The dawn of the 21st century has brought tremendous opportunities and changes to our economy. One consequence is that everyone needs some kind of education after high school. Yet only four in ten Americans achieve an associate’s degree or higher.
It’s a new game, and it’s essential that all citizens can still pursue their American dreams. We need a higher education system that works better for more Americans and their families.
We can begin this process by focusing on four key reform principles: affordability, transparency, accountability, and innovation. These principles are at the heart of the Higher Education Reform Opportunity (HERO) Act, introduced in the Senate this past week.
With respect to affordability, between 1982 and 2007, the average cost of a four-year college education rose by 439 percent, according to the biennial report from the National Center for Public Policy and Higher Education. And costs have only continued to rise in the past decade.
The typical solution to the unaffordability problem has been to increase the amount and types of loans that students can access, but this solution has actually contributed to the exponential rise in tuition rates.
In 2015, the Federal Reserve Bank of New York issued a study that found “a pass-through effect on tuition of changes in subsidized loan maximums of about 60 cents on the dollar.” This means that for every additional dollar the federal government allows students to borrow, colleges and universities increase their tuition by 60 cents, thus increasing the number of students who “need” loans to “afford” college in the first place.
The HERO Act would address the affordability issue by streamlining the current duplicative menu of student loan programs into one option and creating one repayment period for undergraduate loans and another for graduate loans. Additionally, the act would establish caps on loan amounts, to keep university rate increases in check and lower the amount of debt students need to repay once they graduate from college.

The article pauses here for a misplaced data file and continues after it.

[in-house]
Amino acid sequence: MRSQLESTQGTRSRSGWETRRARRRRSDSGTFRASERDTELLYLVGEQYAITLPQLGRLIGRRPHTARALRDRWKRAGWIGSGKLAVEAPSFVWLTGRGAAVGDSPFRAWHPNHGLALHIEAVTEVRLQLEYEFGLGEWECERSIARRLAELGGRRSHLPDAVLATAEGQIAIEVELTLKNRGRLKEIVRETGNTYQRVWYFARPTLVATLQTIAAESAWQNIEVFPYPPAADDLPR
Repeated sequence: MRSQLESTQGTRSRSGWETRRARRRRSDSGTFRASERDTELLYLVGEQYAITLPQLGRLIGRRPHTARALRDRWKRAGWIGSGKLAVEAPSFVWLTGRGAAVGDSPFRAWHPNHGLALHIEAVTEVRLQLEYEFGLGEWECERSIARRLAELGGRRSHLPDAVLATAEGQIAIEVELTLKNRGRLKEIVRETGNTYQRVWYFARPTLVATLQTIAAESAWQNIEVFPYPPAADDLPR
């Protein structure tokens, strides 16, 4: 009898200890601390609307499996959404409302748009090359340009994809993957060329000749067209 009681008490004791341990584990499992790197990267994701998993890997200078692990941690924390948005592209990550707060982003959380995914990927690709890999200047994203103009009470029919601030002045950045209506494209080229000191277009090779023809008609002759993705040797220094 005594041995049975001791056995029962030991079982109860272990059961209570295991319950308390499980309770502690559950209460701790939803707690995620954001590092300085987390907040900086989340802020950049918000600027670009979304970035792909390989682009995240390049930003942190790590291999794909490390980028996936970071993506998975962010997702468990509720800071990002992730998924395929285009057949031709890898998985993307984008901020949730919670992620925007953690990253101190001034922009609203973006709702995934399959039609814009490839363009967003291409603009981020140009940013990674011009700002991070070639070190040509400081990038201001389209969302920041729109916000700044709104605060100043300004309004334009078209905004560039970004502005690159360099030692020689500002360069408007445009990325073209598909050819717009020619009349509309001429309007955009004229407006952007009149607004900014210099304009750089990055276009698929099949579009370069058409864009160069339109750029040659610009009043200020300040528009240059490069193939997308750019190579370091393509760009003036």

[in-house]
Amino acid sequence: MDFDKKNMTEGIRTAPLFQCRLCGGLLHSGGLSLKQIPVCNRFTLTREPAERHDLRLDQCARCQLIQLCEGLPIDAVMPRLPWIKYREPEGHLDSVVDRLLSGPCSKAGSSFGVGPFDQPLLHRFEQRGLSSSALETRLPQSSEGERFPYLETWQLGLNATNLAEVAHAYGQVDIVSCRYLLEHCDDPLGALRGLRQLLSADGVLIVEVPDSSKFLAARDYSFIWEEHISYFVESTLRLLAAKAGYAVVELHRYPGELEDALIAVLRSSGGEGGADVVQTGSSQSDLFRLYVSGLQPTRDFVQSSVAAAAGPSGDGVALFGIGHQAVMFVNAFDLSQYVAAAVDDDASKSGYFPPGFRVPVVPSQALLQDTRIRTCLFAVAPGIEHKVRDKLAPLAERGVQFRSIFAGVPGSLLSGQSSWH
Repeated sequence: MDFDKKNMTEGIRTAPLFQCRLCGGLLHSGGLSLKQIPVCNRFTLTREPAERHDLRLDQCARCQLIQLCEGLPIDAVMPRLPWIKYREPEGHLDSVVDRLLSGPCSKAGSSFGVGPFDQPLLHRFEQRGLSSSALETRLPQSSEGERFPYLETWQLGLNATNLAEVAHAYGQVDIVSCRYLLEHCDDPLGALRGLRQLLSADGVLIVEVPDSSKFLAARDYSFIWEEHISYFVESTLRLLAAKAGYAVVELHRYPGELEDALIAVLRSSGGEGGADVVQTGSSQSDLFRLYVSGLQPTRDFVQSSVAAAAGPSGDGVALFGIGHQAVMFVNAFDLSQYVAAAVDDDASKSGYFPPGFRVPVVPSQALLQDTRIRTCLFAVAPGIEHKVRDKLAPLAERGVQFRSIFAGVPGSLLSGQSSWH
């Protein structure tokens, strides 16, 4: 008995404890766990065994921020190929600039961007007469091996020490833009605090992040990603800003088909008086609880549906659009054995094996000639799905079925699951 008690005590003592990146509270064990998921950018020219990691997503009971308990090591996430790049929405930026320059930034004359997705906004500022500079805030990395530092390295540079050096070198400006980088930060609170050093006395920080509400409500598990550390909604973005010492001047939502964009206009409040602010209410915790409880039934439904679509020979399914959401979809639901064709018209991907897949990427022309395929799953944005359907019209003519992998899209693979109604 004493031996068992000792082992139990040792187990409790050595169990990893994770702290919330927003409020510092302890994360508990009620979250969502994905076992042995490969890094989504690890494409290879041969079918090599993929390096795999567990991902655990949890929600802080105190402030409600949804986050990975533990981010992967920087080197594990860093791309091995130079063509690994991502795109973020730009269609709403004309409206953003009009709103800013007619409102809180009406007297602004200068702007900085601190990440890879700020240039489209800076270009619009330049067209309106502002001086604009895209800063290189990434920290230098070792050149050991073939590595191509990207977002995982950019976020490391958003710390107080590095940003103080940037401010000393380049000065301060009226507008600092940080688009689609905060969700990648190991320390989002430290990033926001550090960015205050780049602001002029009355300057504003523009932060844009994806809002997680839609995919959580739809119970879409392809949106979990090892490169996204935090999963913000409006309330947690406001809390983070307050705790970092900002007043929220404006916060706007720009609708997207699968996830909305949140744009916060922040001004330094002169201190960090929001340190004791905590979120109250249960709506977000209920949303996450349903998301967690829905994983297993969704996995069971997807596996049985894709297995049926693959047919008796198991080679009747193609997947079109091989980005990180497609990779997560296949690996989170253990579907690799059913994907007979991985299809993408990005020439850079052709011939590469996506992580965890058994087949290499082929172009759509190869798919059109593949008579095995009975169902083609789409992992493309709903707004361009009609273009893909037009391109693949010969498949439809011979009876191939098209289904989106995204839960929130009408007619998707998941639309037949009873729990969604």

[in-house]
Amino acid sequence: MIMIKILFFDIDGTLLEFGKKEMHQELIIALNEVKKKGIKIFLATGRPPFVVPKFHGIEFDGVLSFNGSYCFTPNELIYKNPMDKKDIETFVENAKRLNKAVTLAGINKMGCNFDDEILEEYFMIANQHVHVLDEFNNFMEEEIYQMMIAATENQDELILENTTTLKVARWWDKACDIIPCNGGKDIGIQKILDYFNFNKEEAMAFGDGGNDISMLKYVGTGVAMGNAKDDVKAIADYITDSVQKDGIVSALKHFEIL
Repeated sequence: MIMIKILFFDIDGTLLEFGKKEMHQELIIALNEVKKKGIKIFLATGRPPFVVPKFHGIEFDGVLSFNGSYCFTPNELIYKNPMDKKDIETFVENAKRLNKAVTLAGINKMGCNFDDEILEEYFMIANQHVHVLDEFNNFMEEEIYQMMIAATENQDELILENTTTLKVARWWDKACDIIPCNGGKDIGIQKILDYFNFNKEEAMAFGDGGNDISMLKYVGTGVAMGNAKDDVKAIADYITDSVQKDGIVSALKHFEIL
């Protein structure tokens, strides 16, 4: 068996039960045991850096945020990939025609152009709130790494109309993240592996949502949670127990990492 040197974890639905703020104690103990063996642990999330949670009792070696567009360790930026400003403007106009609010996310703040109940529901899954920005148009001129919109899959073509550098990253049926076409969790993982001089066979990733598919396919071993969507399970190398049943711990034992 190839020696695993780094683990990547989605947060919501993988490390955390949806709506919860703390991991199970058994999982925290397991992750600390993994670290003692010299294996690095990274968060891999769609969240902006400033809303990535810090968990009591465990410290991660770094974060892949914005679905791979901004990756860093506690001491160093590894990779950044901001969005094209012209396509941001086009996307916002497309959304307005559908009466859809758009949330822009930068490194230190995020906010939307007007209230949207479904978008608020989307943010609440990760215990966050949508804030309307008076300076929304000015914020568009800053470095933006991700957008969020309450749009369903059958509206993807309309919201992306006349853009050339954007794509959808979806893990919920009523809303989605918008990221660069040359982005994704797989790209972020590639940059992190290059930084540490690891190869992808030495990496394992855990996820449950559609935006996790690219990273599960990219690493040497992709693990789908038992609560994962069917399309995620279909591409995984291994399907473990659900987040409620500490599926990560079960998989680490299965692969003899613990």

HERO's second aim is to improve transparency in higher education. When it comes to choosing a good college and major, parents and students are often left to make these life-changing decisions in the dark.
The HERO Act would ensure that parents and students have access to information about how effective their college of choice is in helping students graduate on time; how burdened by debt students are after obtaining their degrees; and how successful graduates in a particular major are at obtaining jobs that enable them to pay back their loans.
Next comes accountability. Nearly half of borrowers today are not making payments on their student loans. This alarming statistic is one of the reasons some economists have predicted that student loans are the next financial bubble. It is time for a change.
One promising solution is to make sure that all parties in higher education have “skin in the game.” The HERO Act would ensure that colleges have a financial stake in their programs by requiring schools with poor student loan repayment rates to pay a fine. The possibility of a penalty would motivate schools to invest in the success of their students.
Finally, HERO aims to encourage innovation. Today’s post-secondary students come from a range of different backgrounds, from the traditional 18-year-old high school graduate, to the single mom going back to school, to the laid-off worker who needs to retrain mid-career. Meeting the needs of this diverse population means we need a lot more options than we did when current federal policies were first written decades ago.
The HERO Act would accomplish this by changing the way schools are accredited. The HERO Act would enable each state to accredit any institution that provides post-secondary education. With this new accreditation power, states would be able to authorize innovative new education options (for example, massive online open courses, competency-based offerings, and certification exams) for students in any learning situation.
Today’s students deserve an innovative higher education system that provides more and better options to prepare them for the challenges and opportunities of today’s job market. The HERO Act is an important first step toward building that new system. It would open the door to the American Dream for the millions of Americans who are pursuing it.
Op-ed originally published in the Washington Examiner